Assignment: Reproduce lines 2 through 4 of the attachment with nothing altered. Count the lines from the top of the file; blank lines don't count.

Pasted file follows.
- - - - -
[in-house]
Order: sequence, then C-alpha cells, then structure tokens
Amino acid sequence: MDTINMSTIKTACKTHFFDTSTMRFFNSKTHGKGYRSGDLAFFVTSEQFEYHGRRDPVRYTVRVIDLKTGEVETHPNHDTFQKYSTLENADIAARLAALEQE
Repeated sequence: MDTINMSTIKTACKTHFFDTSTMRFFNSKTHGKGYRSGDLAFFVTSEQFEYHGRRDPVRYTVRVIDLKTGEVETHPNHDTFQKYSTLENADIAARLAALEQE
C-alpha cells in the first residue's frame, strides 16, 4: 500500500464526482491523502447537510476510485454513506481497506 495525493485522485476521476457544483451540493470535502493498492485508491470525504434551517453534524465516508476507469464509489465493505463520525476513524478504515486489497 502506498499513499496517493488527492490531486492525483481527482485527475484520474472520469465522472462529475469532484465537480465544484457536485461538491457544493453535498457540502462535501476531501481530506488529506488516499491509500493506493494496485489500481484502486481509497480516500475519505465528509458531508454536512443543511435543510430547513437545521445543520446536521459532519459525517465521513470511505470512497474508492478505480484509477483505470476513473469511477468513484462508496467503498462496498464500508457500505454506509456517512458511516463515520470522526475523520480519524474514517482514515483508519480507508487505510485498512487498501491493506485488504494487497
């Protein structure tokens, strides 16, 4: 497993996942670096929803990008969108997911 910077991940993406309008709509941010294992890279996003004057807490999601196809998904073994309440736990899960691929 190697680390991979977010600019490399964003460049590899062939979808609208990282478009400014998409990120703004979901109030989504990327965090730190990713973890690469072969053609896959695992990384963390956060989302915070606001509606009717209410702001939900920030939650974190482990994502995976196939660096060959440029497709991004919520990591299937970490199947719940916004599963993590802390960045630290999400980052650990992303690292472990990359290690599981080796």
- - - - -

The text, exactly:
Order: sequence, then C-alpha cells, then structure tokens
Amino acid sequence: MDTINMSTIKTACKTHFFDTSTMRFFNSKTHGKGYRSGDLAFFVTSEQFEYHGRRDPVRYTVRVIDLKTGEVETHPNHDTFQKYSTLENADIAARLAALEQE
Repeated sequence: MDTINMSTIKTACKTHFFDTSTMRFFNSKTHGKGYRSGDLAFFVTSEQFEYHGRRDPVRYTVRVIDLKTGEVETHPNHDTFQKYSTLENADIAARLAALEQE